Maintaining and improving soil health is an integral aspect of sustainable agriculture. Not only are healthy soils more productive, they also help to mitigate climate change by absorbing greenhouses gases from the atmosphere. As Daphne Ewing-Chow, writing for Forbes, explains, this is why regenerative agriculture, which reverses land degradation and restores soil health, should be an important part of Caribbean approaches to climate resilience:
In the Caribbean, the interconnectedness between soil quality, climate change and agriculture is viewed through a narrow lens. It is widely accepted that healthy soil is required to grow bountiful crops and that the quality of soil and crops is negatively affected by (climate change induced) droughts, floods and storms. This unidirectional understanding disregards a major element of the dynamic— the impact of healthy soil on climate change through the removal (or sequestering) of carbon dioxide or CO2 from the atmosphere.
Because soil sequesters more carbon than the atmosphere and vegetation combined, and can hold onto it longer, enhancing soil carbon levels provides a major opportunity to reverse current global trends of atmospheric accumulation of CO2.
According to the FAO, the practice of conventional agriculture has substantially depleted soil carbon stocks, through deforestation and poor land management practices. Regenerative agricultural practices like permaculture and agroforestry seek to restore degraded lands and improve soil conditions, thus enhancing the soil’s capacity to absorb carbon dioxide:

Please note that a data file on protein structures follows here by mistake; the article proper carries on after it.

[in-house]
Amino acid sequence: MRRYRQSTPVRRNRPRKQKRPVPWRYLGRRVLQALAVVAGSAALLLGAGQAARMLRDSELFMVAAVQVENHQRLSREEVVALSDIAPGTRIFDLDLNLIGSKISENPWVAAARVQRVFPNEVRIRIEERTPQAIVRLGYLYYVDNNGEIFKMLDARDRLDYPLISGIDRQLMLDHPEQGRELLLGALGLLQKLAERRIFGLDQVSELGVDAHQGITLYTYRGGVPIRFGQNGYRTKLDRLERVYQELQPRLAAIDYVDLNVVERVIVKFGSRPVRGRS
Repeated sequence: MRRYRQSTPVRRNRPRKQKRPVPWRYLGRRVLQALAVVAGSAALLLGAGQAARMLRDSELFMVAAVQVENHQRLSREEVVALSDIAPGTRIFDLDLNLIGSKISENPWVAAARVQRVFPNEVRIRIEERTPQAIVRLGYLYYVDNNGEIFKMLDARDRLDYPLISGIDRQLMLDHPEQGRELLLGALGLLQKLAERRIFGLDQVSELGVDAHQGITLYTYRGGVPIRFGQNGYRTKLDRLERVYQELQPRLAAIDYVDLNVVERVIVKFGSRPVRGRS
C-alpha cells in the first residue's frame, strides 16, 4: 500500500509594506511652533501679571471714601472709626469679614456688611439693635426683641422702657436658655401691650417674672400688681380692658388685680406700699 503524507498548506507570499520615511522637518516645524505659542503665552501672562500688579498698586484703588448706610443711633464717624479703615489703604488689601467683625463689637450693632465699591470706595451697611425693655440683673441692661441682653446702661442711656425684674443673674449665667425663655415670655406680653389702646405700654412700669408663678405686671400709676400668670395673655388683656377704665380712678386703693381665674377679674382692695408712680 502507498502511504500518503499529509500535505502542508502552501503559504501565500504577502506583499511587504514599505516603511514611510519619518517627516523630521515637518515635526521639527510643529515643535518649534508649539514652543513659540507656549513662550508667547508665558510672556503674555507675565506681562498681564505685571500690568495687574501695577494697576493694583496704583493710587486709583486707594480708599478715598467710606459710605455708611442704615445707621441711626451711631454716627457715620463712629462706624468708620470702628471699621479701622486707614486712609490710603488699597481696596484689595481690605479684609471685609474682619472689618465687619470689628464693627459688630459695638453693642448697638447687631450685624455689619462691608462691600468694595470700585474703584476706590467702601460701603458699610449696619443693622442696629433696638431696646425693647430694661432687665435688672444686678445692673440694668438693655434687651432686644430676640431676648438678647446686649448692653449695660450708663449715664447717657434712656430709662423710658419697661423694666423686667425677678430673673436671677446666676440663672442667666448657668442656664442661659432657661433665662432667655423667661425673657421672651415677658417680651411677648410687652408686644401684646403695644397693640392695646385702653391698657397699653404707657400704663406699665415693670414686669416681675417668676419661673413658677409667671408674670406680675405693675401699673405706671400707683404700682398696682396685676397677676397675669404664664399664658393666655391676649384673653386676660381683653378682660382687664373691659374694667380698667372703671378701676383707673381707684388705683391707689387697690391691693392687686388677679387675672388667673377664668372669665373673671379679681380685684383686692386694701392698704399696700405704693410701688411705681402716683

Regenerative practices include organic farming (with composting and crop rotation), managed grazing (systematic rotation of grazing animals), silvopasture (integrating trees, forage, and the grazing of domesticated animals), planting of perennial crops (crops developed to reduce inputs) and agroforestry (agriculture incorporating trees). According to Terra Genesis International, these practices and principles have the cumulative potential to remove significant amounts of carbon from the atmosphere each year.
A major objective of regenerative agriculture is to convert economically viable and oftentimes degraded land into a socially and environmentally responsible resource.
There is great potential in the Caribbean for the restoration of degraded lands and enhancement of the extensive types of soils encountered here. Regenerative agriculture can profitably bring the region to carbon neutral status while improving food security and reducing the negative impacts on water supply (healthy soils require less water to produce the same amount of food).
Ewing-Chow highlights some regenerative agriculture best practices in the Caribbean, including Walkers Reserve in Barbados and Durga’s Den in Jamaica. Find out more in the full article, The Caribbean Has A ‘Dirty’ Solution For Climate Change.